Thriving organizations are learning to adapt continually in a response to these rapid cycles by adopting a more biological and nonlinear approach to managing their organization. One such approach is utilizing CAS or Complex Adaptive Systems. CAS are a more biological approach as opposed to the mechanistic view of business functions. Adaptive system sciences are also nonlinear and while nonlinear. Because most organizations are used to the more mechanistic approach, they may sometimes feel uncomfortable. But they do allow for quicker response and more diverse choices than do traditional linear methods.
For years, leaders have focused on speed and agility alone. But they are no longer enough. Globalization, technology and social-political changes, as well as fast-moving cycles are prompting leaders to prepare in advance for shape-shifting their organization to respond to the complex business challenges. In order for leaders to adopt a more adaptive approach to leadership they need to be agile and resilient as individuals. Resilient leaders are adaptive, emotionally intelligent people able to absorb complex change and help others move forward to achieve success.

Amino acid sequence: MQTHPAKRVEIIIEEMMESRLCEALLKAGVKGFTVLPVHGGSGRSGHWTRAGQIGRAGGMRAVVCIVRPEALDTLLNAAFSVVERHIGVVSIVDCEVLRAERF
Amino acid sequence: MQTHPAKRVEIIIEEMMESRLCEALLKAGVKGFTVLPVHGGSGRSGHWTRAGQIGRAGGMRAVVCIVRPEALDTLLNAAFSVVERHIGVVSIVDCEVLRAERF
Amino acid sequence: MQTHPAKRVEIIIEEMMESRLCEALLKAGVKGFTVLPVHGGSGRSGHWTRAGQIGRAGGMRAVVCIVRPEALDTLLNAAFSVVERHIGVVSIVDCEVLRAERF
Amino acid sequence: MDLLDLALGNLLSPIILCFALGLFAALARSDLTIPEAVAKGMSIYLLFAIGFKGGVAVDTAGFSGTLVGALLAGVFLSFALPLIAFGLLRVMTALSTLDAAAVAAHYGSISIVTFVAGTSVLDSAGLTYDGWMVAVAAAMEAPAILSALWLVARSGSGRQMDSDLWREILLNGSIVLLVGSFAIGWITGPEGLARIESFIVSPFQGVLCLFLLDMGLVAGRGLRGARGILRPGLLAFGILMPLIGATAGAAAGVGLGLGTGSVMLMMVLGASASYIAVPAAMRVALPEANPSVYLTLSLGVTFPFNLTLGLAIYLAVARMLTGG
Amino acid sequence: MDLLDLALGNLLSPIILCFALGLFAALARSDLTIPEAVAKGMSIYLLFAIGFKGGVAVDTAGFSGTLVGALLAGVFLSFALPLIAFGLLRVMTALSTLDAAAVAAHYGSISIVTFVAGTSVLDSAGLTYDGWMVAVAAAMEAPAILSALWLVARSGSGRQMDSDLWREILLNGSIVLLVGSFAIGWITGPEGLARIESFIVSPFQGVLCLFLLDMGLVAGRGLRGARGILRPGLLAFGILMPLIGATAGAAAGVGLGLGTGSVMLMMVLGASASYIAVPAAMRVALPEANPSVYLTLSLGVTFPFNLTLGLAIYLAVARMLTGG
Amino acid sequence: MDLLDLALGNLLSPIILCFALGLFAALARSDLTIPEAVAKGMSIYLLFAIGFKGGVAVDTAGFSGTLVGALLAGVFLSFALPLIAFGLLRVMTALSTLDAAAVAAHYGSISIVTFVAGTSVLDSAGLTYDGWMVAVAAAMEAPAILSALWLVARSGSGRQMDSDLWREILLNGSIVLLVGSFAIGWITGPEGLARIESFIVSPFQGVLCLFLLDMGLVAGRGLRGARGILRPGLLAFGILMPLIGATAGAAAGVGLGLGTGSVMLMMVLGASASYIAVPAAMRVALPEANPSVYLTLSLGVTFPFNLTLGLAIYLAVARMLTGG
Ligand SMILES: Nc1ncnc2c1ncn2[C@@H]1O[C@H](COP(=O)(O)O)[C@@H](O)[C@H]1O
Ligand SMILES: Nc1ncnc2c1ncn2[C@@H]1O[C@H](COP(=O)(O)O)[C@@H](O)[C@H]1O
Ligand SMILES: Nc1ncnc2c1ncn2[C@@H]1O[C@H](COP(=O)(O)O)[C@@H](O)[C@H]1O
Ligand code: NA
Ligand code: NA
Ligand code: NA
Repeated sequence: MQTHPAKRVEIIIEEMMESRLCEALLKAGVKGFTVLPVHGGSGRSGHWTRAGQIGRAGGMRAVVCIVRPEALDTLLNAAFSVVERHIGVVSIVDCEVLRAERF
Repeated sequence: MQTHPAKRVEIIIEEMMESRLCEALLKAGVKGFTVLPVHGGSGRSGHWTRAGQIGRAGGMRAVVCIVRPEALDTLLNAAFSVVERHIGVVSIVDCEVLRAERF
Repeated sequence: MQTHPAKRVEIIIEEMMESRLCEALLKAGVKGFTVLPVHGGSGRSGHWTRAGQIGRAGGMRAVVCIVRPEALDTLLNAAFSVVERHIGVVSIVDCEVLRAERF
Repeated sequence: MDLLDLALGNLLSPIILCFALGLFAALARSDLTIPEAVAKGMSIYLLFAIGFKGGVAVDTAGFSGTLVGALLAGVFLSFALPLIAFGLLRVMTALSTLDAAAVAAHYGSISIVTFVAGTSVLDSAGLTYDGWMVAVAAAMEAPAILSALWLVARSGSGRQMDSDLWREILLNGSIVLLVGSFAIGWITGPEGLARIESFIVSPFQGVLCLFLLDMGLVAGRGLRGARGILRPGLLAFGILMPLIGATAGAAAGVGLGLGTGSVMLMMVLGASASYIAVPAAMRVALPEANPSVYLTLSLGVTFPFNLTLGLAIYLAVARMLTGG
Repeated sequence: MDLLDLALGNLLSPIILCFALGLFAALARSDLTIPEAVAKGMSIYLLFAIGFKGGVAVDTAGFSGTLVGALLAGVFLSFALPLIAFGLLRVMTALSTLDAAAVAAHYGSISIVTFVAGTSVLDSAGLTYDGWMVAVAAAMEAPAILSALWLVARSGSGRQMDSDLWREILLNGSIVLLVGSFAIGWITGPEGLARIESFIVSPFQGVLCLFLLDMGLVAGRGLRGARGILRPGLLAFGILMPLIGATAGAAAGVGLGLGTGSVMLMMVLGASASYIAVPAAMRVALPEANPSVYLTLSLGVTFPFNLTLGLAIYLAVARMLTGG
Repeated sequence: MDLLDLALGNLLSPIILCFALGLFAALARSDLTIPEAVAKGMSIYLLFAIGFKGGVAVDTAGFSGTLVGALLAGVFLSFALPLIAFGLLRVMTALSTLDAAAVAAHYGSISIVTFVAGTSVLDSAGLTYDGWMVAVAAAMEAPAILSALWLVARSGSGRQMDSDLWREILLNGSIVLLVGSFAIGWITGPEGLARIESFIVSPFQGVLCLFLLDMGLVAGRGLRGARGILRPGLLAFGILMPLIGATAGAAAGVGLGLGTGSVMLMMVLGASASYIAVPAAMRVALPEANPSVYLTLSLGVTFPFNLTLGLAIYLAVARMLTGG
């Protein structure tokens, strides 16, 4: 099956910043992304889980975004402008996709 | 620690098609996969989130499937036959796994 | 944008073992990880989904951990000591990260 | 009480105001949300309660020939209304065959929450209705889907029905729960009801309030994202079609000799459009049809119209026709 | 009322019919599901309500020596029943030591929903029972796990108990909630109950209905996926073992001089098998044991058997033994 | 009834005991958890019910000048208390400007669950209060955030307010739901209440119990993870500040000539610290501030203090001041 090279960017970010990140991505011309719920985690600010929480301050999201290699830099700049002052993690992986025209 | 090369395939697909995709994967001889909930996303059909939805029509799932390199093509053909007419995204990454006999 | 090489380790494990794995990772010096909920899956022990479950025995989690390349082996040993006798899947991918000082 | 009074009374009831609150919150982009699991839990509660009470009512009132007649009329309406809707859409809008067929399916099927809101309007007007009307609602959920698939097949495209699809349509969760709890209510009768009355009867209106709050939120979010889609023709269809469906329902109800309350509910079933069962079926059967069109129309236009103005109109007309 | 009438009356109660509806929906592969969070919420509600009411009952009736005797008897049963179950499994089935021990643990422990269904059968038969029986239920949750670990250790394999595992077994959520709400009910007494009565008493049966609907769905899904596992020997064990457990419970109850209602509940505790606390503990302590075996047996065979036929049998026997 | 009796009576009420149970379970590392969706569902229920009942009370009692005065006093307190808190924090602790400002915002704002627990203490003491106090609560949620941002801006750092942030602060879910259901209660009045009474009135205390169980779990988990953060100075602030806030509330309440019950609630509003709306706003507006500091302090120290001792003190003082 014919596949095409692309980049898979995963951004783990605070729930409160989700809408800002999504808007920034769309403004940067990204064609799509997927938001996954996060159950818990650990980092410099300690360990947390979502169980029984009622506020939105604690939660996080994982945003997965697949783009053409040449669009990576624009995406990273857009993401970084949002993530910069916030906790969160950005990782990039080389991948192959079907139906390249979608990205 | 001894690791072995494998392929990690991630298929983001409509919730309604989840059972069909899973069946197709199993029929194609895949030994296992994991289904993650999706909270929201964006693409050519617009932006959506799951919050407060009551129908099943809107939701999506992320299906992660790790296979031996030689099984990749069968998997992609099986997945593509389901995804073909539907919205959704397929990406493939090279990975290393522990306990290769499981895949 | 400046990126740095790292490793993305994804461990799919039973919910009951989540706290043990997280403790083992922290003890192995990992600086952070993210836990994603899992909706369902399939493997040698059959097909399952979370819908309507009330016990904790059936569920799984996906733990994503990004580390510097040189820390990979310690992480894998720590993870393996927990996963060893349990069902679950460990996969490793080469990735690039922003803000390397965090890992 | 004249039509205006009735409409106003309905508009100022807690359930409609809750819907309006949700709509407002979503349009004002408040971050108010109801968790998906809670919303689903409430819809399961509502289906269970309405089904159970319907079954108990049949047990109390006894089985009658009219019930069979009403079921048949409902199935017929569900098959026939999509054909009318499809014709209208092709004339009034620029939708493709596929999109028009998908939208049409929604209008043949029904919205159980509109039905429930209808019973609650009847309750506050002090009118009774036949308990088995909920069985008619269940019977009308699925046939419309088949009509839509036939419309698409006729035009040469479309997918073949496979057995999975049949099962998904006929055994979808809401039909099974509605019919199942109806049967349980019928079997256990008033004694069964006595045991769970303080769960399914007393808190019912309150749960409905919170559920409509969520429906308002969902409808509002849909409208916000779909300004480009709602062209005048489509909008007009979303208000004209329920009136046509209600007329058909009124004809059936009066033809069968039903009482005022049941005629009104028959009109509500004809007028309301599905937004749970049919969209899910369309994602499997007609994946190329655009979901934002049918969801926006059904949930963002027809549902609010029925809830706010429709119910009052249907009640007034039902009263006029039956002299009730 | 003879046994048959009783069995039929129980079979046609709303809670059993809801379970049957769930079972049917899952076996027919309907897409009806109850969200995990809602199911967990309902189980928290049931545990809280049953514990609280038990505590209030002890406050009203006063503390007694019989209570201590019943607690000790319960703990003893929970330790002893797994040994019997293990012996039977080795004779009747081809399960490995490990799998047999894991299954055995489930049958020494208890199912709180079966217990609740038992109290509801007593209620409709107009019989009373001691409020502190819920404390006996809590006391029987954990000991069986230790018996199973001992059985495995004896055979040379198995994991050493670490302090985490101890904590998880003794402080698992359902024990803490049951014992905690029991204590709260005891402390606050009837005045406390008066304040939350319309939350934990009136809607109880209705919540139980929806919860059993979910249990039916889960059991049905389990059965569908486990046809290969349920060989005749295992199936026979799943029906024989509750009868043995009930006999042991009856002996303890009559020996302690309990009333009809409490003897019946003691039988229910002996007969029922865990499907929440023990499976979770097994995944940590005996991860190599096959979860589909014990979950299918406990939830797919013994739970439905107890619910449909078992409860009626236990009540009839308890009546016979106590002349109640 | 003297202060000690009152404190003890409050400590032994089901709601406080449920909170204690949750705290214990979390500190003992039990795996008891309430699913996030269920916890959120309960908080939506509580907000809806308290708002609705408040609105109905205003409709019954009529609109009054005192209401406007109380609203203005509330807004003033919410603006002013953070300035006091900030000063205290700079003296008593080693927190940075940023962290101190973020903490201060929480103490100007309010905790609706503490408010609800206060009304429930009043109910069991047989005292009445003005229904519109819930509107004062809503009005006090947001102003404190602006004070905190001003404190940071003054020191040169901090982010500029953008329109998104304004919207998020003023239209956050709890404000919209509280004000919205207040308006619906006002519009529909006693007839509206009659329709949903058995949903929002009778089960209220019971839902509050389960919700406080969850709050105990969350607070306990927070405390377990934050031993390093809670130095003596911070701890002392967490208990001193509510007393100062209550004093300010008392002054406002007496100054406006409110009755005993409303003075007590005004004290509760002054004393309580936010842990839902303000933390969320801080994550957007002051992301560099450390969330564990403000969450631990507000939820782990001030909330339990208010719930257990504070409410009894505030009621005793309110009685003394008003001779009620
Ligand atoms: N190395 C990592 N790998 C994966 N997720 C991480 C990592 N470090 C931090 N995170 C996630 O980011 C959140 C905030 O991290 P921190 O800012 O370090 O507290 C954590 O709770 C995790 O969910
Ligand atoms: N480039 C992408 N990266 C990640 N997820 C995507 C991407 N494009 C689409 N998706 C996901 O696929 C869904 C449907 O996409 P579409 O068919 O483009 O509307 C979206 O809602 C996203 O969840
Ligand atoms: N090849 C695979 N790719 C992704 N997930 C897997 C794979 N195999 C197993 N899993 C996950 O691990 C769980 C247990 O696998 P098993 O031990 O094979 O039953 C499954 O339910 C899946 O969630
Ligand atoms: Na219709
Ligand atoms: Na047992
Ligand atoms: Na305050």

Women are innately relationship-focused. Therefore, as leaders, they are more likely to be in touch with their followers’ emotions, needs and desires and, therefore are more in tune with the broader organization. As a consequence, they are better able to respond proactively. This builds organizational resilience from the bottom up.
In addition to staying closely in touch with followers, women leaders are also stress resilient. Despite the impacts of stress, women do not lose their desire to connect with others. Studies that indicate that this is because during stressful situations women have more emotional intelligence than men. A study published in a 2014 issue of Psychoneuroendocrinology found that stressed men become more self-centered and less able to distinguish their own emotions and intentions from those of other people.
For women, the exact opposite was true. The researchers were surprised by this outcome. The initial hypothesis was that stress would cause all individuals to become more egocentric because taking a self-centered perspective reduces the emotional/cognitive load overall. The hypothesis proved to be true, but only for men. Stress worsened the performance of men. Why this occurs is not clear, although experts suspect the oxytocin might have a contributing factor. Oxytocin is a hormone connected with social behaviors and a previous study had found that during stressful conditions women had higher levels of oxytocin.